5 Mistakes Not to Make at Your First Job
Even if you graduated with honors and were a superstar during your summer internship, starting your first job can bring on a whole new set of challenges. You have a big learning curve ahead of you, you need to feel your way around the office culture, and you want to impress a group of people with whom who you’ll probably be working for a very long time.
So, how do you get off on the right foot? You’ve probably already heard some common advice about dressing appropriately , being on time, and investing in a retirement plan . However, when I talked to some of my fellow seasoned managers, they also brought up some less-obvious advice, based on mistakes they often see new professionals making. So before you suit up on that first day, read on for some important advice on what not to do.
Mistake #1: Getting Involved in Office Politics
When you’re new to an office, it can be easy to trust your co-workers when they start complaining, talking about others, or throwing out office conspiracy theories about what upper management is plotting next. They know the ropes, so they must be right—right?
Not exactly. Some of these veterans may have grown a cynical streak over the years, so it’s better to keep an open mind about your new co-workers and company than to be swayed by others’ opinions and experiences. Plus, gossiping by the water cooler when you should be working will hardly make a good impression on your boss. When the office politicking or complaining starts, it’s okay to smile, nod—and not get involved .
Mistake #2: Trying to be a Maverick on the First Day
Are you excited to dive in and make a difference as soon as possible? Hold on just a sec. The truth is, you’ll impress your supervisor more by learning the ins and outs of your job duties and department first. No one ever appreciates the overeager new employee who thinks she can solve all the department’s problems before even really understanding how things work.
Once you’ve got a good grasp on your job, feel free to ask for some of the more exciting opportunities you see or make suggestions for process improvements. You’ll have plenty of time to start making more meaningful contributions—just make sure that you’re doing a stellar job at your job, first.
Mistake #3: Not Asking for Help
No one will expect you to know everything. In fact, if you’re unclear on something, your co-workers probably prefer that you ask questions now instead of guessing and making a mistake you’ll have to fix later. It’s perfectly okay to admit when you need help or clarification, and there are plenty of people around you who were once in your shoes and would be happy to share their expertise. So ask them!
Also don’t be afraid to reach out to a variety of people besides your boss—you might find a great mentor or friend in the process.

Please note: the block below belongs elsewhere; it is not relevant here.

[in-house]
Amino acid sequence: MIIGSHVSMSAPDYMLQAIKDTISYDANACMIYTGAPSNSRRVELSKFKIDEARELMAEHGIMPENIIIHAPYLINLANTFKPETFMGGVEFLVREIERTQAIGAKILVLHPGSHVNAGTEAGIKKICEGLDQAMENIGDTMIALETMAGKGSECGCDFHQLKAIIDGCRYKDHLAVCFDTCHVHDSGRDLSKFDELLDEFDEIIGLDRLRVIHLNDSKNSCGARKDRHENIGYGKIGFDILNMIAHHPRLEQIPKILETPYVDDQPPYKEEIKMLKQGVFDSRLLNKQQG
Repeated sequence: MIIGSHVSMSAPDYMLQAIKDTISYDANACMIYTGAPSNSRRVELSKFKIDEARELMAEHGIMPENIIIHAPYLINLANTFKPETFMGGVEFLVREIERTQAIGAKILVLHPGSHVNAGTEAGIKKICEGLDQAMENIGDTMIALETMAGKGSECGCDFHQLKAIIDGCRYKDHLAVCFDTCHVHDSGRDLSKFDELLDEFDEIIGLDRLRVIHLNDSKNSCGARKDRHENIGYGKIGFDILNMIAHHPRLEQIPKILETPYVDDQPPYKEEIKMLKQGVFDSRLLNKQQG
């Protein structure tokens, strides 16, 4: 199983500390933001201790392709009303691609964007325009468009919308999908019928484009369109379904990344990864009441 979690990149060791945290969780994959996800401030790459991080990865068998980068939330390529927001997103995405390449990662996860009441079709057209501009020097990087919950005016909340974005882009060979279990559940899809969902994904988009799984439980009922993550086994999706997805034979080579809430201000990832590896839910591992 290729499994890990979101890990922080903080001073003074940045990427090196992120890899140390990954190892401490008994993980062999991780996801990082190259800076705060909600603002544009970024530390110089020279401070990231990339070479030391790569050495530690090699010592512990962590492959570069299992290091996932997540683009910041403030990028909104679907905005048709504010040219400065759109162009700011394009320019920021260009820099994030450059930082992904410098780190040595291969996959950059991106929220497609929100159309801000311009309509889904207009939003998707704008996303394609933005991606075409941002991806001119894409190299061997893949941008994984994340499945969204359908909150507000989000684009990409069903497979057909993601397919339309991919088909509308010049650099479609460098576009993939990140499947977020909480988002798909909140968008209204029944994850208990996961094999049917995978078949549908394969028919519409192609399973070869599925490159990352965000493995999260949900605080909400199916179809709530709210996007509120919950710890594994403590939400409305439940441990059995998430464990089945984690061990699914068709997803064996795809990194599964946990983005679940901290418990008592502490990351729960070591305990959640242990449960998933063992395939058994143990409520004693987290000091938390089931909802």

Mistake #4: Not Communicating Enough
After you’ve learned the ropes a bit and are off and running, remember that you still need to keep your boss actively in the loop about what you’re working on and the progress you’re making. Get an idea of how often your boss likes to be updated, both in general and when you’re working on a particular project. Does she want to debrief at weekly meetings, or would she prefer periodic emails detailing the latest updates?
In addition to these regular updates, be sure to communicate anything important that comes up—including the bad news. The last thing you want is for your boss to be in a meeting and hear about something for the first time, leaving her unprepared. As my own boss likes to say, “I don’t like surprises.”
Mistake #5: Not Appreciating the Opportunity
Chances are, your first professional job is not going to be exactly what you had in mind. My first job in export customer service was certainly far from glamorous : I had to deal with irate customers, perform routine data entry, deliver bad news, and learn about papermaking (yawn!).
But you know what? It was a good opportunity. After all, customer relationship skills are always highly desirable, and learning the paper business showed I could pick up new things quickly. In addition, I learned how the corporate world worked, and I gained some valuable contacts and mentors.
Even if your first job isn’t necessarily your dream job, don’t dismiss it as a waste of time. Think instead about the new experiences you’re gaining—running meetings, putting together presentations, dealing with clients, or even just spending time at a company that will look great on your resume. Even a small change in perspective make “paying your dues” at a so-so job seem much more worthwhile.